A diverse and inspiring range of projects were showcased at the presentation ceremony for the Victorian Coastal Awards for Excellence 2012 held at the Melbourne Museum last night (Thursday, 26 April 2012).
Hosted by the Victorian Coastal Council, the awards are in their 13th year.
Over 250 individuals from volunteer groups, committees of management, government and non-government organisations attended the evening.
Wurundjeri Elder, Colin Hunter provided the welcome to country and the Minister for Environment and Climate Change, the Hon. Ryan Smith presented the awards to this year’s winners. The Minister acknowledged the important role of volunteers in coastal management and confirmed the Government’s commitment to broadening community participation and engagement in coastal issues.
An encouraging response to the call for nominations this year resulted in 20 finalists across five award categories including building and design, education, community action and partnerships, natural environment and planning and management. Mr Bernie McCarrick received the Outstanding Lifetime Achievement Award and Rosemary Birney received the award for Outstanding Volunteer Achievement. Details of all the award winners and their projects can be viewed using the links below.
Judging was assisted this year by the Victorian Government Architects Office, the Building Commission and the Building Design Association of Victoria. This award recognises outstanding examples of built facilities and infrastructure that respect and complement the coastal landscape and incorporate ecologically sustainable design and construction principles. The category was split this year to recognise two outstanding nominations.
Coastal Building & Design – Community Facility Award
City of Frankston with project partners Jackson Clements Burrows Pty Ltd Architects & Site-Office Landscape Architecture Keast Park
The Keast Park Community pavilion is the result of a group development process that promotes community interaction and enhances a sense of connection with the coastal foreshore. The building replaces a structure that was in disrepair and has been sited so part of the primary dune can be reinstated.
The project demonstrates the principle of co-location with the building accommodating the local sea scouts, the bowls club, public toilets, a café and a multi-function space. The building’s orientation, thermal mass, cross ventilation and windows which maximise winter sun penetration mean that significant energy efficiencies are achieved.
Coastal Building & Design – Major Infrastructure Award Winner
Peter Elliott Architecture & Urban Design in conjunction with Vic Roads
Barwon Heads Bridge & William Buckley Bridge
The 1927 timber bridge at Barwon Heads was integral to the identity and character of the town and its coastal setting. The reconstructed bridge retains the heritage status of the original bridge and preserves its iconic appearance. The adjoining new pedestrian bridge provides generous circulation space for pedestrians, cyclists and people wanting to fish and has been carefully designed to complement the road bridge. Selected timbers have been recycled, infiltration tanks capture stormwater and low level LED lighting saves on energy and prevents unwanted light spill into the estuarine environment.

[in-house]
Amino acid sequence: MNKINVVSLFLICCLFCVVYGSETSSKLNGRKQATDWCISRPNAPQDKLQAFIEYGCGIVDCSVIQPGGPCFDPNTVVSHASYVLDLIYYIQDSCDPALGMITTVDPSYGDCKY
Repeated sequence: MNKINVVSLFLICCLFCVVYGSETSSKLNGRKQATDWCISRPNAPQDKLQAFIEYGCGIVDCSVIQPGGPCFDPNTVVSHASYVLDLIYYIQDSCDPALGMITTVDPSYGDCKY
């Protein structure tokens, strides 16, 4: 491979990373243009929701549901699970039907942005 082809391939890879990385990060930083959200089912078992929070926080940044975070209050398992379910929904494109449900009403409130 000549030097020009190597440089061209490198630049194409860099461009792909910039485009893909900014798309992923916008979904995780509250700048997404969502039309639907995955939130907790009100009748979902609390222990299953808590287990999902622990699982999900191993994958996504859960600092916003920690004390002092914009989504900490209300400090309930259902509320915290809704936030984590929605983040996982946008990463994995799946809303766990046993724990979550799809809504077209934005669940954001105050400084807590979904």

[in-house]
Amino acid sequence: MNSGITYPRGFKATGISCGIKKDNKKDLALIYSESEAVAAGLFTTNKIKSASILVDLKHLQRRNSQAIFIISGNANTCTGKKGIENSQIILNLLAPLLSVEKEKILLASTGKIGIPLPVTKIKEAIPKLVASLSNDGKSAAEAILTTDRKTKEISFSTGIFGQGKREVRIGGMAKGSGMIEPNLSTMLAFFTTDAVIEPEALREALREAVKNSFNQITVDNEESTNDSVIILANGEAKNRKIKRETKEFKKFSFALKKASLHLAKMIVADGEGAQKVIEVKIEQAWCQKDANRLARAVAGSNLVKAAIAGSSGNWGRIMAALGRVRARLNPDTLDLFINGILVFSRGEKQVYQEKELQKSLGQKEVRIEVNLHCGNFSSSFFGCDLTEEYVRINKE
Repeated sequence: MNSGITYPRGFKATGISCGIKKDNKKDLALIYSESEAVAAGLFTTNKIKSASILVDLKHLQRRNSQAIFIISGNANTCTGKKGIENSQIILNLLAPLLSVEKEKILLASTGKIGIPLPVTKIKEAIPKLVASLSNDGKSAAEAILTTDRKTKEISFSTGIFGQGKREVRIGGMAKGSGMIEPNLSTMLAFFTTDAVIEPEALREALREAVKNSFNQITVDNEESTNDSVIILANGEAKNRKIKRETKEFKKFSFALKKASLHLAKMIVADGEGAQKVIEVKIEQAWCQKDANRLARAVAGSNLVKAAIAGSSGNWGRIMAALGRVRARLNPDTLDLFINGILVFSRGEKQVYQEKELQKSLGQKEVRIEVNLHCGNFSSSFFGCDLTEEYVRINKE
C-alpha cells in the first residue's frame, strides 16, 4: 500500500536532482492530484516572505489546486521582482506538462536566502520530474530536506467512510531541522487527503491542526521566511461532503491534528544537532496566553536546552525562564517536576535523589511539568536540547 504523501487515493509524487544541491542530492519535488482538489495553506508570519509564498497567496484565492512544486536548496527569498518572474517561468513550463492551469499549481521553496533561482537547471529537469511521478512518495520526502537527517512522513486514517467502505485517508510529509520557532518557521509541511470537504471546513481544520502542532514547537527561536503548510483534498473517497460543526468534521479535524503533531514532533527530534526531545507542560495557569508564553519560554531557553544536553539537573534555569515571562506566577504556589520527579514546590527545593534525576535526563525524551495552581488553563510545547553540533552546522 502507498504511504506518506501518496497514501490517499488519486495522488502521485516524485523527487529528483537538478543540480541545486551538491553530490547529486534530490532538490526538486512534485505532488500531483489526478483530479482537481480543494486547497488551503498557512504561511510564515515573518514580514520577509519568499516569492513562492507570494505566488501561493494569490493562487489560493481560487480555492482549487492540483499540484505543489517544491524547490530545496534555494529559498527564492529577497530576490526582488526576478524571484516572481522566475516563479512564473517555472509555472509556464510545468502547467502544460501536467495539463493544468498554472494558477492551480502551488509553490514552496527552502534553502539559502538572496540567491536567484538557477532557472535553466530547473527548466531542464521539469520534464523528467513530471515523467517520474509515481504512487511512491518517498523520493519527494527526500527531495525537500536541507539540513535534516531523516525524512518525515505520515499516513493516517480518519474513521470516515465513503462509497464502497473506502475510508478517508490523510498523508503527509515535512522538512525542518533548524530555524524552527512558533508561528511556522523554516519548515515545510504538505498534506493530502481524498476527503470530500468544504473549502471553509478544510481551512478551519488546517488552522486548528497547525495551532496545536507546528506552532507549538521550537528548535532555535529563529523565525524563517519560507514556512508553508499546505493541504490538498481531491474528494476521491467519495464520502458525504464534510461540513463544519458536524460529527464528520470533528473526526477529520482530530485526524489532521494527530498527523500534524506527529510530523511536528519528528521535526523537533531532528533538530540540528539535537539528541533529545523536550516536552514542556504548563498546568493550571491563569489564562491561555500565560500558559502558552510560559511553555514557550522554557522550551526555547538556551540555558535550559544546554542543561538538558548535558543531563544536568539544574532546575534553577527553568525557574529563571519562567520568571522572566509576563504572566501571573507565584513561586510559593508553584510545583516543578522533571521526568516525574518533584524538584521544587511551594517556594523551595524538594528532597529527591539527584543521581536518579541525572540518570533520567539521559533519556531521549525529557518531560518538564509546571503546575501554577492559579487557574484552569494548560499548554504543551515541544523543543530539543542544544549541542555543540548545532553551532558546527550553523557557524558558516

Awarded to a community group, business or other body, in recognition of their contribution to the improvement of coastal and marine environments and/or the improved wellbeing of coastal communities. Two of the finalists in this category were so closely ranked that the judges’ decision was to split the category into two awards.
Community Action and Partnerships – Coastal Restoration Award
Bellarine Catchment Network, Swan Bay Environment Association and Borough of Queenscliffe
The Narrows Coastal Moonah Woodland Restoration Project
Cooperation between community groups and land managers can produce a powerful alliance. Over 5 years a strong, energetic partnership between the Bellarine Catchment Network, the Swan Bay Environment Association and the Borough of Queenscliffe has achieved real improvements in the health of the dune system and the Coastal Moonah Woodland. Extensive community involvement in on ground works, plant identification workshops and plant propagation has played an important part in the rehabilitation of this area of the coast. This project is a good example of how the coast benefits from a community that thrives on having an active and ongoing role in its stewardship.
Community Action and Partnerships – Integrated Catchment Management Award
Western Port Biosphere Foundation
Watson Creek Integrated Catchment Management Project
Watson Creek flows into the Yaringa Marine National Park and has been identified as one of the most polluted creeks in Victoria. The Western Port Biosphere initiated the Watson Creek Agreement which has led to greater cooperation between groups who both affect and manage the creek. The basis of the agreement is a “no blame, all responsible” approach to dealing with problems such as excess nutrient runoff and pest plant and animal impacts. Using imagination and collaboration with local landholders, businesses and community members, the group has achieved significant water quality improvements with positive flow-on effects for the Yaringa Marine National Park.
This award category recognises excellence in the development or delivery of marine and coastal environmental education.
Victorian National Parks Association’s Reef Watch Program in partnership with Museum Victoria
Reef Watch Victoria